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“Bite-Size Bits of Local, National, and Global History”
Antietam in Washington County, Maryland — The American Northeast (Mid-Atlantic)
 

An Indian Deed

 
 
An Indian Deed Marker image. Click for full size.
By Allen C. Browne, January 24, 2010
1. An Indian Deed Marker
Inscription. Israel Friend in 1727 secured a deed from the Indian chiefs of the Five Nations. Beginning “At the mouth of Andietum Creek thence up the Potomack River 200 shoots as fur as an arrow can be slung out of a bow” thence “100 shoots right back from the river” then “squared till in interceedes with the creek.”
 
Erected by State Roads Commission.
 
Location. 39° 24.997′ N, 77° 44.53′ W. Marker is in Antietam, Maryland, in Washington County. Marker is on Harpers Ferry Road near Limekiln Road, on the right when traveling north. Click for map. Located on the south side of the bridge over Antietam Creek. Marker is in this post office area: Sharpsburg MD 21782, United States of America.
 
Other nearby markers. At least 8 other markers are within 3 miles of this marker, measured as the crow flies. Antietam Iron Works Bridge (within shouting distance of this marker); Snavely's Ford (approx. 1.7 miles away); A.P. Hillís March (approx. 1.8 miles away in West Virginia); Walker's Division, Longstreet's Command (approx. 2 miles away but has been reported missing); Botelerís Ford Tablet B. F. 1
An Indian Deed Marker image. Click for full size.
By Craig Swain, July 28, 2007
2. An Indian Deed Marker
(approx. 2.1 miles away in West Virginia); Botelerís Ford Tablet B. F. 3 (approx. 2.1 miles away in West Virginia); Botelerís Ford Tablet B. F. 2 (approx. 2.1 miles away in West Virginia but has been reported missing); Barnes' Brigade (approx. 2.1 miles away in West Virginia but has been reported missing).
 
Also see . . .
1. The Stone Briges of Washington County. The most famous is of course the Burnside Bridge upstream from the bridge pictured here. (Submitted on August 3, 2007, by Craig Swain of Leesburg, Virginia.)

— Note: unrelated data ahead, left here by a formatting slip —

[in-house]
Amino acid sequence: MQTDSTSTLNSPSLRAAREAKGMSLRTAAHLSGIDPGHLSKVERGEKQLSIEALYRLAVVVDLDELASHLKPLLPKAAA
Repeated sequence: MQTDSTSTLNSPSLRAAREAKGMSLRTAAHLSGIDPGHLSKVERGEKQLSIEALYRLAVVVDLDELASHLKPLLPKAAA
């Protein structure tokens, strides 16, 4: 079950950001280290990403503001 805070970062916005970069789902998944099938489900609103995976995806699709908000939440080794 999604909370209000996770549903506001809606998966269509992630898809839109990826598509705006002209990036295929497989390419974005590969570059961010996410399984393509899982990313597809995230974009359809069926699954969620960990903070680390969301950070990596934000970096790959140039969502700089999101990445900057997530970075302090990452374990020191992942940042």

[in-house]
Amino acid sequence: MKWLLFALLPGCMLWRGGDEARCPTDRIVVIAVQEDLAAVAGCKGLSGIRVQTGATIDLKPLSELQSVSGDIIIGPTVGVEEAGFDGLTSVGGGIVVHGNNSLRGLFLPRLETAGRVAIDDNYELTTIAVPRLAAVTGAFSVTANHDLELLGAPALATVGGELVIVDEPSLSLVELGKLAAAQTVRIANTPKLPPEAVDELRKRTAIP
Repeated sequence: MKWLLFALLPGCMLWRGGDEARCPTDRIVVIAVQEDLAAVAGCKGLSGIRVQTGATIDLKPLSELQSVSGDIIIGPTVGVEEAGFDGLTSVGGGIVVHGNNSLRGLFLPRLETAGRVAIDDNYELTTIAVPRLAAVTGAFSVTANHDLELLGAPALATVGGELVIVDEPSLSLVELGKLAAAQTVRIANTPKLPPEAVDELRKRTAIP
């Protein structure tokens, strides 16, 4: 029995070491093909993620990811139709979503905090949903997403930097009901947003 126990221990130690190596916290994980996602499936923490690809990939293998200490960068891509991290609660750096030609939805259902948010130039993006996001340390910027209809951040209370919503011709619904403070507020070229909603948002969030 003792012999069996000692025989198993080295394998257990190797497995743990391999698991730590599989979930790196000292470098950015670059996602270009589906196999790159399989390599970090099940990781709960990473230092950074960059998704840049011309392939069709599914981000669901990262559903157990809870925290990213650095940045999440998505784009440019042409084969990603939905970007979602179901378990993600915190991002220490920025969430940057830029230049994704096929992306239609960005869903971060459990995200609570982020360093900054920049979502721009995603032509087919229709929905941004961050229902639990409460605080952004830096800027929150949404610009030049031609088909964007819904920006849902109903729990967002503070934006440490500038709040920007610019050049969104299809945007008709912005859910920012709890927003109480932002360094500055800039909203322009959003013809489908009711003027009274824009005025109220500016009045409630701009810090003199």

2. Biography of Israel Friend. (Submitted on August 3, 2007, by Craig Swain of Leesburg, Virginia.)
 
Categories. Settlements & Settlers
 
An Indian Deed Marker image. Click for full size.
By Allen C. Browne, January 24, 2010
3. An Indian Deed Marker
The Marker is at the south end of the Antietam Iron Furnace Bridge, on the left in this photo.
Mouth of the Antietam Just South of the Marker image. Click for full size.
By Craig Swain, July 28, 2007
4. Mouth of the Antietam Just South of the Marker
Bridge over Antietam Creek image. Click for full size.
By Craig Swain, July 28, 2007
5. Bridge over Antietam Creek
Known as Antietam Iron Works Bridge, this four arch stone bridge, built in 1832, is one of many in Washington County dating to the 19th Century. The site is often noted as a battleground between the Catawba and Delaware Indian tribes.
Antietam Aqueduct image. Click for full size.
By Craig Swain, July 28, 2007
6. Antietam Aqueduct
At the mouth of Antietam Creek the Chesapeake and Ohio Canal crosses via this aqueduct.
An Indian Deed Marker image. Click for full size.
By Craig Swain, July 28, 2007
7. An Indian Deed Marker
An older picture of the marker shows how age has taken its toll over the last five years.
 
 
Credits. This page originally submitted on , by Craig Swain of Leesburg, Virginia. This page has been viewed 1,677 times since then and 28 times this year. Photos:   1. submitted on , by Allen C. Browne of Silver Spring, Maryland.   2. submitted on , by Craig Swain of Leesburg, Virginia.   3. submitted on , by Allen C. Browne of Silver Spring, Maryland.   4, 5, 6, 7. submitted on , by Craig Swain of Leesburg, Virginia. • J. J. Prats was the editor who published this page. This page was last revised on June 16, 2016.
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